Chase Madar

  • Hard Time

    American punitiveness—in our policing, courts, prisons, and law—can’t be fully understood outside the context of white supremacy. Louisiana’s state penitentiary is on the site of a former plantation called Angola, so named because that was where its slaves came from; black men in bondage continue to farm the land. And the incarceration rate for black men in the US is an astronomical 2,207 per 100,000, nearly six times the rate for white men and higher than in South Africa under apartheid. In recent years, videos of lethal police violence against unarmed African Americans have become a constant

  • Rules of Disengagement

    How quickly talk of war turns into talk of law! When a hospital is bombed in a military action, whether by the United States in Afghanistan, Russia in Syria, or Israel in Gaza, what typically draws outrage is the "war crime"—the violation of the laws of armed conflict—while the choice to wage war itself evades condemnation or analysis. Opposition to the Iraq War was commonly voiced as a matter of respect for international law. And now that Washington is helping a Saudi-led coalition bomb Yemen, one common apologia is that American targeting assistance saves lives by bringing air strikes into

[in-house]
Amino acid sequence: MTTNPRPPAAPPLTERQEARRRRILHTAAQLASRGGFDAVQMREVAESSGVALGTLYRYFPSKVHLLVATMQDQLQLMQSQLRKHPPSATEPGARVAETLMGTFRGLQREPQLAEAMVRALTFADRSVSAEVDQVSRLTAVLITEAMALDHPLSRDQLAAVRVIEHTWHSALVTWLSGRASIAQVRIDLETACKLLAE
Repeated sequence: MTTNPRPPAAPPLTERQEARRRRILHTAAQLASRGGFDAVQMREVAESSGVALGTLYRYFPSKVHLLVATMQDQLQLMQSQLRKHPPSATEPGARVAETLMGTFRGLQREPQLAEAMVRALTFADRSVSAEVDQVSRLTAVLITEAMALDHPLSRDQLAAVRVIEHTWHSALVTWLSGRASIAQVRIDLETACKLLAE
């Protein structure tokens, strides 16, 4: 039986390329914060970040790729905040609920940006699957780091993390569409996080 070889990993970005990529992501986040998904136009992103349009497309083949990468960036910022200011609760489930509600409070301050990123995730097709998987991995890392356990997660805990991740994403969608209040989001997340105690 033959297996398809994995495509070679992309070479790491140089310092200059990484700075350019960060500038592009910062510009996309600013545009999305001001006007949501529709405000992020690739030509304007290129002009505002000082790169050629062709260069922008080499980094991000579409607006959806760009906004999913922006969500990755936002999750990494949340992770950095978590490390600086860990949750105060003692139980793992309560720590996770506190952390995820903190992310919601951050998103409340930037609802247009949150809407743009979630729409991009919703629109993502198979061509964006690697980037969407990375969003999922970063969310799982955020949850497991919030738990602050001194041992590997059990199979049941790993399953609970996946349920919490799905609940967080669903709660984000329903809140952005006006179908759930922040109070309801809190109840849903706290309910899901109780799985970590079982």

• Torture and Silence

    1. What we don’t talk about when we talk about torture

    Last December, the Senate Select Committee on Intelligence (SSCI) released its long-delayed report on CIA torture, to much media attention; that coverage segued back into long-running debates on torture’s utilitarian justification. Still, many heavy silences from all sides weigh on The Senate Intelligence Committee Report on Torture. The Senate panel only examined the CIA’s program; it did not cover the US military’s orders-of-magnitude-larger program of questionable interrogation techniques. Nor does the report cover the widespread torture